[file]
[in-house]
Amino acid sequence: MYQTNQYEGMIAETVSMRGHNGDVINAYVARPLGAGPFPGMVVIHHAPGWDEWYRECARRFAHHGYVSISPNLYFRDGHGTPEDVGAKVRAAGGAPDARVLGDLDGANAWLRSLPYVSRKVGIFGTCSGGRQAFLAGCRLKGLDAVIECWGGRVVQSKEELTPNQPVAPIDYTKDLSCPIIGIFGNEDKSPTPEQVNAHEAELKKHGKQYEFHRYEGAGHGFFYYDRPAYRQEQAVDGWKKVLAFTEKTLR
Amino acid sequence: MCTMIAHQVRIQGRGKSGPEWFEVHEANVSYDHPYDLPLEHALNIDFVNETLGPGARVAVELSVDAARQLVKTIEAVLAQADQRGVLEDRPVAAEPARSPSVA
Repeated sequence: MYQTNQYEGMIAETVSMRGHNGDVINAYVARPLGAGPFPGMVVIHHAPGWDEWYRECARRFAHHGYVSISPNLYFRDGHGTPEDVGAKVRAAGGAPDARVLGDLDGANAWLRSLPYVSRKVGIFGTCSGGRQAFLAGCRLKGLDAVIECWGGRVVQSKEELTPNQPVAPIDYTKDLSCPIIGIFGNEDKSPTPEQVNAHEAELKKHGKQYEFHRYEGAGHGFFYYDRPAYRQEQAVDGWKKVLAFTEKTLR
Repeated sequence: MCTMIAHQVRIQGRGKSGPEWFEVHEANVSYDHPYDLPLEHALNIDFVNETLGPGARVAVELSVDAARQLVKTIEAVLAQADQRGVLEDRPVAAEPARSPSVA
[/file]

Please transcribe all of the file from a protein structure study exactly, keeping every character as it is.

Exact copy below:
[in-house]
Amino acid sequence: MYQTNQYEGMIAETVSMRGHNGDVINAYVARPLGAGPFPGMVVIHHAPGWDEWYRECARRFAHHGYVSISPNLYFRDGHGTPEDVGAKVRAAGGAPDARVLGDLDGANAWLRSLPYVSRKVGIFGTCSGGRQAFLAGCRLKGLDAVIECWGGRVVQSKEELTPNQPVAPIDYTKDLSCPIIGIFGNEDKSPTPEQVNAHEAELKKHGKQYEFHRYEGAGHGFFYYDRPAYRQEQAVDGWKKVLAFTEKTLR
Amino acid sequence: MCTMIAHQVRIQGRGKSGPEWFEVHEANVSYDHPYDLPLEHALNIDFVNETLGPGARVAVELSVDAARQLVKTIEAVLAQADQRGVLEDRPVAAEPARSPSVA
Repeated sequence: MYQTNQYEGMIAETVSMRGHNGDVINAYVARPLGAGPFPGMVVIHHAPGWDEWYRECARRFAHHGYVSISPNLYFRDGHGTPEDVGAKVRAAGGAPDARVLGDLDGANAWLRSLPYVSRKVGIFGTCSGGRQAFLAGCRLKGLDAVIECWGGRVVQSKEELTPNQPVAPIDYTKDLSCPIIGIFGNEDKSPTPEQVNAHEAELKKHGKQYEFHRYEGAGHGFFYYDRPAYRQEQAVDGWKKVLAFTEKTLR
Repeated sequence: MCTMIAHQVRIQGRGKSGPEWFEVHEANVSYDHPYDLPLEHALNIDFVNETLGPGARVAVELSVDAARQLVKTIEAVLAQADQRGVLEDRPVAAEPARSPSVA